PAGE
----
Today’s Gospel talks about someone who is waiting. He is not alone in his expectation, so the verses immediately following inform us; many others are waiting like him. They’re waiting not just for a few hours, not only through the night; they have been waiting for many, many years—and they’re still waiting. But they’re not waiting for the newest technical gadget appearing on the market. Rather they wait for something absolutely decisive, so significant for their life that they’re unwilling to leave the whole thing be after the disappointment of a few hours.

What are they waiting for? St Luke says: “Looking for the consolation of Israel”, or just a few verses after that: “Looking for the redemption of Jerusalem”. In other words, they’re waiting for God to keep his promise to send the Messiah, the Saviour of his people, who will not only rule over Israel, but lead the whole world to believe in the God of Israel.

I can well understand the people’s longing for Israel’s Messiah. It was a time of Roman oppression, when God seemed to keep silent. Their wait had seemed so futile! How long had it been that the people of Israel hoped and waited—and he still had not appeared. And all those who in the past had claimed to be the Messiah had proven to be bigmouthed fakes.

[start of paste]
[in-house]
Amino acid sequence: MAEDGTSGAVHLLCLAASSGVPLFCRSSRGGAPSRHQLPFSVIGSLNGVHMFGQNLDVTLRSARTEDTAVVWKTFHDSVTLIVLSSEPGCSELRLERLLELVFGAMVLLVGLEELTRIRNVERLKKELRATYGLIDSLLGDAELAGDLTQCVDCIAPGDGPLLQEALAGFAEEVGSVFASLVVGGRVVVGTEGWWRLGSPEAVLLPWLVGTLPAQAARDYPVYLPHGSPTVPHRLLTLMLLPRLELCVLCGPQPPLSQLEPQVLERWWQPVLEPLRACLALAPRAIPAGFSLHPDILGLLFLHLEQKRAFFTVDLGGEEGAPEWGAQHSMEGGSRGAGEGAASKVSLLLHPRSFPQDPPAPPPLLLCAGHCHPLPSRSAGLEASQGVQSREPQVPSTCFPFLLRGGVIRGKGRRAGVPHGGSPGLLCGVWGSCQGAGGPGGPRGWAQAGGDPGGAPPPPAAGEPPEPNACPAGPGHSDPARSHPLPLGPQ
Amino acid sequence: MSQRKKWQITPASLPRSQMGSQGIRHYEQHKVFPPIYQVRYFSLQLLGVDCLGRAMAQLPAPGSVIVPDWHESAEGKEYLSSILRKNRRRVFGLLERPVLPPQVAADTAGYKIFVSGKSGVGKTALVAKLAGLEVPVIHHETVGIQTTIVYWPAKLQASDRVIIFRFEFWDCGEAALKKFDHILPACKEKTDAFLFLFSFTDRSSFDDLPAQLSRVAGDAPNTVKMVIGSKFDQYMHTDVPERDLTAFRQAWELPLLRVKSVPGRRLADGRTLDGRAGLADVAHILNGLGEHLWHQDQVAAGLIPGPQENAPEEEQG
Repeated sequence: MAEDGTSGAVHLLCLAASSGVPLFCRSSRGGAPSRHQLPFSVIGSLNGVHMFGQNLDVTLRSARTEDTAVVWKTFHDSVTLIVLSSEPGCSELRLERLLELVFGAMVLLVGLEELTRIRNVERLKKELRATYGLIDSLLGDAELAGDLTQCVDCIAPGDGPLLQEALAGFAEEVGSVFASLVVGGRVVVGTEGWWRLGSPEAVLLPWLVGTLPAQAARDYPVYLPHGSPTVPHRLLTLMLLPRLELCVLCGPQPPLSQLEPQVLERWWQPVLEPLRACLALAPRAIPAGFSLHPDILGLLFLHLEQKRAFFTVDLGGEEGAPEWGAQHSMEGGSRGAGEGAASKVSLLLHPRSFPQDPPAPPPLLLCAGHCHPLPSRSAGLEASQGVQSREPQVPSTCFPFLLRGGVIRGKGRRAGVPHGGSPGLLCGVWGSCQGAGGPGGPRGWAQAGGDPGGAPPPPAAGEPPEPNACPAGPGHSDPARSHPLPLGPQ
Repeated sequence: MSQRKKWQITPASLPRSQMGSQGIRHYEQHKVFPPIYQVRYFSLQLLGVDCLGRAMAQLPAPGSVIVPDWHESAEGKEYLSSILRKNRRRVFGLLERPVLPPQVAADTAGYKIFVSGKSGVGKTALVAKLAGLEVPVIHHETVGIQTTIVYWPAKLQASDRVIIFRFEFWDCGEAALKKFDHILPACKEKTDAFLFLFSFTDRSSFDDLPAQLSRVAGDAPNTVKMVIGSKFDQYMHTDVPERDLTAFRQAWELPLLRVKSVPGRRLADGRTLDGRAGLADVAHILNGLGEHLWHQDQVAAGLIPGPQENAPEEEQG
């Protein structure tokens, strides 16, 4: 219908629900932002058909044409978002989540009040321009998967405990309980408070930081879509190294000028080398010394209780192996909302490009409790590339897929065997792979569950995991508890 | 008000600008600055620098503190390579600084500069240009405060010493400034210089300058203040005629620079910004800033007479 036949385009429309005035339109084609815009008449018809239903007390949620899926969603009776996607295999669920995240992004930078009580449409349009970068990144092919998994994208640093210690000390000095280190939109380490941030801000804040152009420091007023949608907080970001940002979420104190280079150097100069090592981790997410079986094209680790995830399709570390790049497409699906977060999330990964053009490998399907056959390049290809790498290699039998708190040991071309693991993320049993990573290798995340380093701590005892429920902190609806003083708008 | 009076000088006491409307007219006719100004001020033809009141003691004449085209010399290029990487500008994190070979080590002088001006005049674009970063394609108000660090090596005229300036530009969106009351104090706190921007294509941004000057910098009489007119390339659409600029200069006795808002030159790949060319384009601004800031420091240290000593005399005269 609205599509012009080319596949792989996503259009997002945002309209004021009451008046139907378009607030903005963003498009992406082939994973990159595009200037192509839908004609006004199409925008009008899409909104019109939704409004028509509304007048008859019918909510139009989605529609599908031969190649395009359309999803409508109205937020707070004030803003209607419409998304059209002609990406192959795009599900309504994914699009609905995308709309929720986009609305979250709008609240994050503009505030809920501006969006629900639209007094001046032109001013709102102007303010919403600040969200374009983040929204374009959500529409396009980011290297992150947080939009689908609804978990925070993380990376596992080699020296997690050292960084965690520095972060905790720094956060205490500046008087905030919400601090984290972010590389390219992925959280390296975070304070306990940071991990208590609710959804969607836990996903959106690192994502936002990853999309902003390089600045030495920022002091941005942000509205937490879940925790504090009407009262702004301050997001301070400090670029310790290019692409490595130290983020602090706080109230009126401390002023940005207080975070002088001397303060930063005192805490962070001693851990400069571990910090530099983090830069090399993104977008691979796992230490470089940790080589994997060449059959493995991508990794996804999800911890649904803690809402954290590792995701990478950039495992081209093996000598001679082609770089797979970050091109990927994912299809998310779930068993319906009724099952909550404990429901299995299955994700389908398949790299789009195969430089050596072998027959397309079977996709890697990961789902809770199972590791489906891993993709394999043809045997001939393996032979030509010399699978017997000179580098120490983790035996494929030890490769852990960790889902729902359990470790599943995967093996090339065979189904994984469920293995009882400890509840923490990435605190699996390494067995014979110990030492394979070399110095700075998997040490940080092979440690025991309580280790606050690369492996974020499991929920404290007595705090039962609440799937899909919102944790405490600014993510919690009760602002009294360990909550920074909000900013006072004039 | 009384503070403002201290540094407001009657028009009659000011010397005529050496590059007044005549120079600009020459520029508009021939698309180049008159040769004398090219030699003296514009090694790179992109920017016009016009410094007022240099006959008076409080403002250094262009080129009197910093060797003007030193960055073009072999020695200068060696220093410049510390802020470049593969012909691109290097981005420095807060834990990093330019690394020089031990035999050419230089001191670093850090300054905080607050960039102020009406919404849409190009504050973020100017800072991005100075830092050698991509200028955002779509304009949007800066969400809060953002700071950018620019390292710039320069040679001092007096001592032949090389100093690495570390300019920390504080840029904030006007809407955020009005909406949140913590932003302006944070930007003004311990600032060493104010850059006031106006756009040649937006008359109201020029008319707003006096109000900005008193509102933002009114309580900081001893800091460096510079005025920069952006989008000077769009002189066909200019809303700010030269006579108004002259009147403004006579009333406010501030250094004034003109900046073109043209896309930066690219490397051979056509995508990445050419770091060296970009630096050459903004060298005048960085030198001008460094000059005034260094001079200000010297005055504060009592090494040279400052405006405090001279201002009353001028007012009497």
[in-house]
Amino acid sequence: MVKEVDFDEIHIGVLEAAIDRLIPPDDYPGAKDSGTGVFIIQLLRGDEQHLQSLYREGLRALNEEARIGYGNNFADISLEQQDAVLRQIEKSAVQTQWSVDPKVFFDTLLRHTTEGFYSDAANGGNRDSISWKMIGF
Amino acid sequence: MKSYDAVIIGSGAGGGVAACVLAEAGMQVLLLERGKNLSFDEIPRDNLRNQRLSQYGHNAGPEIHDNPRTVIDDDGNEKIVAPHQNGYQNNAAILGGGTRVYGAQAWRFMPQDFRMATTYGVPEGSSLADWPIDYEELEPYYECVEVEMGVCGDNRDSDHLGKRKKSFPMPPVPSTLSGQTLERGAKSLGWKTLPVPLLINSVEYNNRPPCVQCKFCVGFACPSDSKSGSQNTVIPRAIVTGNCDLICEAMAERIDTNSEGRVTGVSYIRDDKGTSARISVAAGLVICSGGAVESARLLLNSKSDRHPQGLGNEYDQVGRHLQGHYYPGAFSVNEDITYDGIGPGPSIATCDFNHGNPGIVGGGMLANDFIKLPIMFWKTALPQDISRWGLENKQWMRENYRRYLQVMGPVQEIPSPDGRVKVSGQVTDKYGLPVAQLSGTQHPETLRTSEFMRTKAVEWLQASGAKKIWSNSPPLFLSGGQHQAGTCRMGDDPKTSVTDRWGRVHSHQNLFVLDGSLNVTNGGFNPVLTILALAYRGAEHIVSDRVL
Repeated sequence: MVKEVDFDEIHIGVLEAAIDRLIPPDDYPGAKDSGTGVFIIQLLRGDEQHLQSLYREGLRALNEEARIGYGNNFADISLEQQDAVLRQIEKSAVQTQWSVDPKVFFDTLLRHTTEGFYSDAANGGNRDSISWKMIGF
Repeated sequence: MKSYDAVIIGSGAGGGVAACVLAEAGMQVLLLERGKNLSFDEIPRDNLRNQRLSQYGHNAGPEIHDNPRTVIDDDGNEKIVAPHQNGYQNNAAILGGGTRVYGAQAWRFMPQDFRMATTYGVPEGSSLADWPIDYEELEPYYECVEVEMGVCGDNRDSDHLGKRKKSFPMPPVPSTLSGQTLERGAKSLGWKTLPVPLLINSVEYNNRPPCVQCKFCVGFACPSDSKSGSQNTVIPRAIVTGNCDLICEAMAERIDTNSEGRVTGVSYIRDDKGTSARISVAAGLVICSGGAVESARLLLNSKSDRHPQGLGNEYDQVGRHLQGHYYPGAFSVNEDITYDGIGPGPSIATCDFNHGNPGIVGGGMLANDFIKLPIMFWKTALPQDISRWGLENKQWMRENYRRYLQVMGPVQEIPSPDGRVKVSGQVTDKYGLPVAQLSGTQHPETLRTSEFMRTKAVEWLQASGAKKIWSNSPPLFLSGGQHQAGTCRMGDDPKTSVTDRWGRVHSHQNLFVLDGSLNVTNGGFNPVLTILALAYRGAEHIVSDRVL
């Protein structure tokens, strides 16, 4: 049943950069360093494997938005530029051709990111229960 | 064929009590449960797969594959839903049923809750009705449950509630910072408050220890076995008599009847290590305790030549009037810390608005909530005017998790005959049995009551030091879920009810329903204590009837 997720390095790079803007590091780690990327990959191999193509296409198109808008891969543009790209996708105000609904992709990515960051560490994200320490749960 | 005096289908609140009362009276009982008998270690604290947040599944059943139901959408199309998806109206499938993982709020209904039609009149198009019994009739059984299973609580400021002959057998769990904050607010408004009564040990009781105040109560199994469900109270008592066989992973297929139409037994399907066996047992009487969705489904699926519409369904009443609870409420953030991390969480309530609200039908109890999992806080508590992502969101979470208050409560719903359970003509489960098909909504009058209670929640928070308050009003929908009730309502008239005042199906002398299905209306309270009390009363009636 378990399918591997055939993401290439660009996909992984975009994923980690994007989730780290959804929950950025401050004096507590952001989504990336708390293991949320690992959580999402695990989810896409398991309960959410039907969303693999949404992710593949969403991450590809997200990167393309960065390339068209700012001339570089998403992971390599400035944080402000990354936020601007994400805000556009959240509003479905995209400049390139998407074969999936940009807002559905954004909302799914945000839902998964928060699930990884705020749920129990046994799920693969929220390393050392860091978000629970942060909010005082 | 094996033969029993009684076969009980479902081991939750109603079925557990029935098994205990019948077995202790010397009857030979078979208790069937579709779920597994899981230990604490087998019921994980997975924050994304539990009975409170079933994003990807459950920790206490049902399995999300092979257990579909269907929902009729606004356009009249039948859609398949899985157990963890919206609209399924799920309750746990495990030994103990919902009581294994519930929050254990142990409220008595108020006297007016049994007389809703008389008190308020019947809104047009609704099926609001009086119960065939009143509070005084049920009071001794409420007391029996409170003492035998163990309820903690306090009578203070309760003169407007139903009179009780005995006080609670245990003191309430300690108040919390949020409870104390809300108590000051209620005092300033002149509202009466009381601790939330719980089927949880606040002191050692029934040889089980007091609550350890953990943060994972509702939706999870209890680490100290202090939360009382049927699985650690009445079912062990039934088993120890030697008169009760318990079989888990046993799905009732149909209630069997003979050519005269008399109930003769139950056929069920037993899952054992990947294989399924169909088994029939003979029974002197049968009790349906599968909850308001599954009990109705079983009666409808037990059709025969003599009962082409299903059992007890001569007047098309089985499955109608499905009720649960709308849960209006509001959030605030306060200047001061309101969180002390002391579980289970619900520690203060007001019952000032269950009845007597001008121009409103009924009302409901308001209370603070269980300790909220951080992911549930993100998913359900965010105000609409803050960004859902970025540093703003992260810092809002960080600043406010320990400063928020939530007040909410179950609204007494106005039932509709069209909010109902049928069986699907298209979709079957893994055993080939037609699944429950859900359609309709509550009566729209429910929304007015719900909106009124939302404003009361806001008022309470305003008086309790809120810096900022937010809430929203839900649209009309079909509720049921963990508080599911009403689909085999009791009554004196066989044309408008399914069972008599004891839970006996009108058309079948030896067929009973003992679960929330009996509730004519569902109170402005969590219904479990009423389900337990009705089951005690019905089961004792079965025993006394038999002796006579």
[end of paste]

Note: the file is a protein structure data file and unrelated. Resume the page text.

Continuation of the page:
But had God not promised in his word that the Messiah would come? And so the pious ones in the land waited—they did not call for a revolt against the Romans, but they relied on God to do the right thing and the right time. And waited.

Now it is the old man Simeon that commands Luke’s special attention. Do you recall what was said about him? Simeon was not only waiting like all the other believers in Israel; but we are told that God the Holy Spirit gave him a firm personal promise: the Messiah will come not only in some undisclosed future, no, he will appear during your lifetime, Simeon! And more than that: Simeon would get to see his Saviour with his own eyes!